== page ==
Low turnout marks SA runoff

Candidates and election officials said their biggest concern is voter apathy during the Student Association presidential runoff this week, characterizing Wednesday’s 800-student turnout as “very low.” Students can vote Thursday, and Joint Elections Committee members expect to announce results at about midnight Thursday in the Hippodrome.

Though this year’s election almost mirrored past elections with a court dispute, the Student Court’s decision not to hear a complaint brought by former candidate Adam Greenman Tuesday cleared the way for the runoff.

Kris Hart and Steve Sobel stood among supporters outside the Marvin Center throughout the day Wednesday, with many supporters noting that they were campaigning for turnout rather than votes.

“We’re fighting voter apathy,” said SA Sen. Chrissy Trotta (U-CCAS), a Hart supporter. “It’s been difficult to get people to turn out.”

Hart estimated there were fewer than one hundred voters by lunchtime.

“Turnout has been low,” he said, “but we’re doing what we can to get the voters out there.”

Some students inside J Street seemed apathetic, as only 10 of 30 interviewed Wednesday said they were planning to vote.

“I don’t feel informed enough to vote,” freshman Jessica Zdenek said.

Some students said they didn’t support either candidate.

“I just think it’s a bad idea to encourage these people,” senior Emily Filler said. “Whoever gets elected will do pretty much the same thing anyway.”

Sobel campaign officials also complained about low turnout.

“Turnout is still lighter than it should be, but it is heavier than earlier (Wednesday afternoon),” Sobel said. Last year’s runoff between Josh Singer and current SA President Phil Robinson garnered more votes than the general election. Last week, 2,890 students voted for president, cutting the eight-person field to two.

Robinson said it was tough to gauge why students were not voting and noted that this year’s scandals may have affected interest.

“It may be that students are just involved in the SA to come vote. I don’t see that this year,” Robinson said.

Sobel’s three-year-old cousins assisted him in the afternoon, campaigning in Sobel’s yellow T-shirts.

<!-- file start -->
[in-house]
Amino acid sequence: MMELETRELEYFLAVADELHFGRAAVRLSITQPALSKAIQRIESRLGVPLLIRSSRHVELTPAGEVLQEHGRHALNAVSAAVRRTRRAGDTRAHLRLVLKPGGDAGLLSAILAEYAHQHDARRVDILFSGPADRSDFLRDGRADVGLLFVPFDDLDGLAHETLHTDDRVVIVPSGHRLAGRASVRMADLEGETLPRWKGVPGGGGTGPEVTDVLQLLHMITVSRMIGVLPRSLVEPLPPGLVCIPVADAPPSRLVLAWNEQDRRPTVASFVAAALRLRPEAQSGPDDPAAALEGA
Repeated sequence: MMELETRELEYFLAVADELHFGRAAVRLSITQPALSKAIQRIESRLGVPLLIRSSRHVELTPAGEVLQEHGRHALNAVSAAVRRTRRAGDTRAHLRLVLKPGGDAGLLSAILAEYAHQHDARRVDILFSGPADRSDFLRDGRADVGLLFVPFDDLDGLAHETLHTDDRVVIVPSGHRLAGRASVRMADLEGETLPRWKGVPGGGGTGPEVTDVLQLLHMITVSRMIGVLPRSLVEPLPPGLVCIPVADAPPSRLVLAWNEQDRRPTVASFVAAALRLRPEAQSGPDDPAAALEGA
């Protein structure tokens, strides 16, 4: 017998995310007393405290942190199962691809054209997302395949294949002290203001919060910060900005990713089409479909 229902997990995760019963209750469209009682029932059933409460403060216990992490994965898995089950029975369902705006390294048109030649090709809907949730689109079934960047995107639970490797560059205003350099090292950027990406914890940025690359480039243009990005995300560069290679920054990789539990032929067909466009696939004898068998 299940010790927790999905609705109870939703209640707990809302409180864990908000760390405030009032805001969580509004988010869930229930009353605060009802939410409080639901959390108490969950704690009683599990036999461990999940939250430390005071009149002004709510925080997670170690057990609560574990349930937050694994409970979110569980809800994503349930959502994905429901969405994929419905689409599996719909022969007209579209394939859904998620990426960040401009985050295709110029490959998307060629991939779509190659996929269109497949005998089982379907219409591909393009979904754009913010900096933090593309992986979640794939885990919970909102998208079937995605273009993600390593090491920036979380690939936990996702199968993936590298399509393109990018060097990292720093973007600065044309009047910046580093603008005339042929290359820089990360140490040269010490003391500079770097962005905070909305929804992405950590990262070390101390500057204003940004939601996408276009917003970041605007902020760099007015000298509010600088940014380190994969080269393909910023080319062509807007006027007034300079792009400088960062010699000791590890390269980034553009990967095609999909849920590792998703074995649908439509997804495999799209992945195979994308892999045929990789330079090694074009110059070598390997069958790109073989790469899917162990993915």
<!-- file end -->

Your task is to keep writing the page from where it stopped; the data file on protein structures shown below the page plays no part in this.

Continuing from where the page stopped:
Graham Murphy, former SA presidential candidate, said late Wednesday that he has thrown his support to Sobel.

Election supervisor Christina Vamvas, who heads the JEC, called turnout “very low,” blaming the unusually warm spring weather.

Former SA presidential candidate Jon McDaniel, who now endorses Hart, speculated that the low numbers could help the current SA senator’s campaign.

Medical school students will be able to vote absentee via e-mail during the runoff, a controversial issue that was part of the Greenman complaint.

Vamvas said she received a list of residents who will be on rounds during the election from a medical school dean, and a measure enabling those students to cast absentee ballots via e-mail. Greenman contended that students who would be able to vote normally still e-mailed their votes, an elections bylaw violation.

While Vamvas said election bylaws regarding absentee voting “need some work,” she checks all e-mail votes with the list from the dean and cuts illegal votes.

Greenman said he was disappointed with the Student Court ruling, which voted four to one against hearing the case.

“The court cited time concerns when they refused the case,” Greenman said. “I believe that I raised a valid point, though, and I’m glad the court at least looked at (it).”

Former executive vice presidential candidate Jeff Schrimmer had also initially intended to file a complaint but later declined to do so.

-Mosheh Oinounou contributed to this report.

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